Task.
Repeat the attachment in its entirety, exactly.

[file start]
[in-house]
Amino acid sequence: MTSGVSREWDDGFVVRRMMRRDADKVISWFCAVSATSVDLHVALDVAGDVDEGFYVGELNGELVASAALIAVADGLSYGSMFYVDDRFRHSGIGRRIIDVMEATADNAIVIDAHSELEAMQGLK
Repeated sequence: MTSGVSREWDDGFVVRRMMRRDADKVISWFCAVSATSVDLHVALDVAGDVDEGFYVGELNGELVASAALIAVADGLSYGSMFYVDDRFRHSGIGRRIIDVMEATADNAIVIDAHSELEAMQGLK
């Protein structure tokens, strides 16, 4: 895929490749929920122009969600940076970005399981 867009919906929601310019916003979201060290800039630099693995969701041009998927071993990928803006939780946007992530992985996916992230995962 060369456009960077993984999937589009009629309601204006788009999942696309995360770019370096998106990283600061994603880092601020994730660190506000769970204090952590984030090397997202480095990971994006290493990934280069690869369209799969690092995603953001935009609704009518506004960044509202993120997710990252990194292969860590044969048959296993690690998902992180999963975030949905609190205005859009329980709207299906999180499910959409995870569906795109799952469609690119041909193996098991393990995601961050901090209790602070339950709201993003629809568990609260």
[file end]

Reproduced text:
[in-house]
Amino acid sequence: MTSGVSREWDDGFVVRRMMRRDADKVISWFCAVSATSVDLHVALDVAGDVDEGFYVGELNGELVASAALIAVADGLSYGSMFYVDDRFRHSGIGRRIIDVMEATADNAIVIDAHSELEAMQGLK
Repeated sequence: MTSGVSREWDDGFVVRRMMRRDADKVISWFCAVSATSVDLHVALDVAGDVDEGFYVGELNGELVASAALIAVADGLSYGSMFYVDDRFRHSGIGRRIIDVMEATADNAIVIDAHSELEAMQGLK
């Protein structure tokens, strides 16, 4: 895929490749929920122009969600940076970005399981 867009919906929601310019916003979201060290800039630099693995969701041009998927071993990928803006939780946007992530992985996916992230995962 060369456009960077993984999937589009009629309601204006788009999942696309995360770019370096998106990283600061994603880092601020994730660190506000769970204090952590984030090397997202480095990971994006290493990934280069690869369209799969690092995603953001935009609704009518506004960044509202993120997710990252990194292969860590044969048959296993690690998902992180999963975030949905609190205005859009329980709207299906999180499910959409995870569906795109799952469609690119041909193996098991393990995601961050901090209790602070339950709201993003629809568990609260």